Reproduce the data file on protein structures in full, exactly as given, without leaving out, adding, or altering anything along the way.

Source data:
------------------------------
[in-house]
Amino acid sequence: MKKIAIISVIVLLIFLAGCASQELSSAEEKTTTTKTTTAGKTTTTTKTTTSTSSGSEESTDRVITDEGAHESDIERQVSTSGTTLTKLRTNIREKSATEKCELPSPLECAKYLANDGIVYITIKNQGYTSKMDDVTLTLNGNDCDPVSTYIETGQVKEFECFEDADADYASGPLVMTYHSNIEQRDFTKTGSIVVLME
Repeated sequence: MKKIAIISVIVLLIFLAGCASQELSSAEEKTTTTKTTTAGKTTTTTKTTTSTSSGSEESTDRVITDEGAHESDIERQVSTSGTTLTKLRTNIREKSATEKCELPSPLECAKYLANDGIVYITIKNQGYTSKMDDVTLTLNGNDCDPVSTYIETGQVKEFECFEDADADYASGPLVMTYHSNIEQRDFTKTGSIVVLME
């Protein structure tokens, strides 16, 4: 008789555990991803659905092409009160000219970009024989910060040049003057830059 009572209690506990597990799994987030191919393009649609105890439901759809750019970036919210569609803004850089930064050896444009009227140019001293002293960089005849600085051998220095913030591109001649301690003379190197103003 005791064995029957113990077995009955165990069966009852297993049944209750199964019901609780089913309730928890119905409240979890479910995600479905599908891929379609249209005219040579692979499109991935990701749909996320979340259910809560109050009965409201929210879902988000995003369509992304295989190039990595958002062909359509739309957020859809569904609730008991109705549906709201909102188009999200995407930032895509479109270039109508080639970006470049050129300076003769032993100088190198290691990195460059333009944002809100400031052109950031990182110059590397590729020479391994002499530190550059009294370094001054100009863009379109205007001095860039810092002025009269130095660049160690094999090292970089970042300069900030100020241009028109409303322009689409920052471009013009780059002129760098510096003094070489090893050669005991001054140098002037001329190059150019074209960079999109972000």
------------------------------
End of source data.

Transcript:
[in-house]
Amino acid sequence: MKKIAIISVIVLLIFLAGCASQELSSAEEKTTTTKTTTAGKTTTTTKTTTSTSSGSEESTDRVITDEGAHESDIERQVSTSGTTLTKLRTNIREKSATEKCELPSPLECAKYLANDGIVYITIKNQGYTSKMDDVTLTLNGNDCDPVSTYIETGQVKEFECFEDADADYASGPLVMTYHSNIEQRDFTKTGSIVVLME
Repeated sequence: MKKIAIISVIVLLIFLAGCASQELSSAEEKTTTTKTTTAGKTTTTTKTTTSTSSGSEESTDRVITDEGAHESDIERQVSTSGTTLTKLRTNIREKSATEKCELPSPLECAKYLANDGIVYITIKNQGYTSKMDDVTLTLNGNDCDPVSTYIETGQVKEFECFEDADADYASGPLVMTYHSNIEQRDFTKTGSIVVLME
């Protein structure tokens, strides 16, 4: 008789555990991803659905092409009160000219970009024989910060040049003057830059 009572209690506990597990799994987030191919393009649609105890439901759809750019970036919210569609803004850089930064050896444009009227140019001293002293960089005849600085051998220095913030591109001649301690003379190197103003 005791064995029957113990077995009955165990069966009852297993049944209750199964019901609780089913309730928890119905409240979890479910995600479905599908891929379609249209005219040579692979499109991935990701749909996320979340259910809560109050009965409201929210879902988000995003369509992304295989190039990595958002062909359509739309957020859809569904609730008991109705549906709201909102188009999200995407930032895509479109270039109508080639970006470049050129300076003769032993100088190198290691990195460059333009944002809100400031052109950031990182110059590397590729020479391994002499530190550059009294370094001054100009863009379109205007001095860039810092002025009269130095660049160690094999090292970089970042300069900030100020241009028109409303322009689409920052471009013009780059002129760098510096003094070489090893050669005991001054140098002037001329190059150019074209960079999109972000």